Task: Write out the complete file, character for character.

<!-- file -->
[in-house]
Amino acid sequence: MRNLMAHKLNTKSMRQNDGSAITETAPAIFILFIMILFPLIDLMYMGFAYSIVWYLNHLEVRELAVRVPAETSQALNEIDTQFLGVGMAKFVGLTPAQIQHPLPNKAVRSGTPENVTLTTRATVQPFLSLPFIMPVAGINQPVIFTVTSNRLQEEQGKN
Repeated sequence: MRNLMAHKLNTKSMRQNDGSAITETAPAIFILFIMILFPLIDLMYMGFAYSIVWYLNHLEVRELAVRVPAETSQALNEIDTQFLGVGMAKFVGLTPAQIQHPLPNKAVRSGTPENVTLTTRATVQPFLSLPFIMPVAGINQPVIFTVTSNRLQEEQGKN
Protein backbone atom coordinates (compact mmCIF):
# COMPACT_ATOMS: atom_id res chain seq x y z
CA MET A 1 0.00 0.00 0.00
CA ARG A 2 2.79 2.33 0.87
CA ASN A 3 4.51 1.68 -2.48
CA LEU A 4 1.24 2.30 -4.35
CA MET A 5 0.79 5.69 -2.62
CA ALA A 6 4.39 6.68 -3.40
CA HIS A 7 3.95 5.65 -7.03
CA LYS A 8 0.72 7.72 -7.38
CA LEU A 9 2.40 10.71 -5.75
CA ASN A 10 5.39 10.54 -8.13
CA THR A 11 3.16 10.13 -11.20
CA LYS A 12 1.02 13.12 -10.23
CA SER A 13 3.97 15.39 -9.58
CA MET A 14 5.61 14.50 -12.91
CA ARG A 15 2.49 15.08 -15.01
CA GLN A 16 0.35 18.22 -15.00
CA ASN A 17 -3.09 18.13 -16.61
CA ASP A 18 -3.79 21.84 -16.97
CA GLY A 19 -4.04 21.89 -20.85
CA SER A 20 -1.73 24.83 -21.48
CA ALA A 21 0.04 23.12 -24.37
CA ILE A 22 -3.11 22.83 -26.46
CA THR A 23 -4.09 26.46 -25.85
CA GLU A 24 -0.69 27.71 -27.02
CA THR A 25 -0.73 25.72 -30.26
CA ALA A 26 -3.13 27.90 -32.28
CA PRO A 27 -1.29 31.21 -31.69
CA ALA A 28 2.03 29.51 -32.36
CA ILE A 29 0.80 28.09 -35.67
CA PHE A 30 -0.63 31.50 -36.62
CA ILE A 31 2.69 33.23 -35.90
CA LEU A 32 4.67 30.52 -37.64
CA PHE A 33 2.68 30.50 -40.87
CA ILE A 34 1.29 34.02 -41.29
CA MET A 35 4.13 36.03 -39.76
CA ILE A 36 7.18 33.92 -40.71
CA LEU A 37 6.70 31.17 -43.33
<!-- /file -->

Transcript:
[in-house]
Amino acid sequence: MRNLMAHKLNTKSMRQNDGSAITETAPAIFILFIMILFPLIDLMYMGFAYSIVWYLNHLEVRELAVRVPAETSQALNEIDTQFLGVGMAKFVGLTPAQIQHPLPNKAVRSGTPENVTLTTRATVQPFLSLPFIMPVAGINQPVIFTVTSNRLQEEQGKN
Repeated sequence: MRNLMAHKLNTKSMRQNDGSAITETAPAIFILFIMILFPLIDLMYMGFAYSIVWYLNHLEVRELAVRVPAETSQALNEIDTQFLGVGMAKFVGLTPAQIQHPLPNKAVRSGTPENVTLTTRATVQPFLSLPFIMPVAGINQPVIFTVTSNRLQEEQGKN
Protein backbone atom coordinates (compact mmCIF):
# COMPACT_ATOMS: atom_id res chain seq x y z
CA MET A 1 0.00 0.00 0.00
CA ARG A 2 2.79 2.33 0.87
CA ASN A 3 4.51 1.68 -2.48
CA LEU A 4 1.24 2.30 -4.35
CA MET A 5 0.79 5.69 -2.62
CA ALA A 6 4.39 6.68 -3.40
CA HIS A 7 3.95 5.65 -7.03
CA LYS A 8 0.72 7.72 -7.38
CA LEU A 9 2.40 10.71 -5.75
CA ASN A 10 5.39 10.54 -8.13
CA THR A 11 3.16 10.13 -11.20
CA LYS A 12 1.02 13.12 -10.23
CA SER A 13 3.97 15.39 -9.58
CA MET A 14 5.61 14.50 -12.91
CA ARG A 15 2.49 15.08 -15.01
CA GLN A 16 0.35 18.22 -15.00
CA ASN A 17 -3.09 18.13 -16.61
CA ASP A 18 -3.79 21.84 -16.97
CA GLY A 19 -4.04 21.89 -20.85
CA SER A 20 -1.73 24.83 -21.48
CA ALA A 21 0.04 23.12 -24.37
CA ILE A 22 -3.11 22.83 -26.46
CA THR A 23 -4.09 26.46 -25.85
CA GLU A 24 -0.69 27.71 -27.02
CA THR A 25 -0.73 25.72 -30.26
CA ALA A 26 -3.13 27.90 -32.28
CA PRO A 27 -1.29 31.21 -31.69
CA ALA A 28 2.03 29.51 -32.36
CA ILE A 29 0.80 28.09 -35.67
CA PHE A 30 -0.63 31.50 -36.62
CA ILE A 31 2.69 33.23 -35.90
CA LEU A 32 4.67 30.52 -37.64
CA PHE A 33 2.68 30.50 -40.87
CA ILE A 34 1.29 34.02 -41.29
CA MET A 35 4.13 36.03 -39.76
CA ILE A 36 7.18 33.92 -40.71
CA LEU A 37 6.70 31.17 -43.33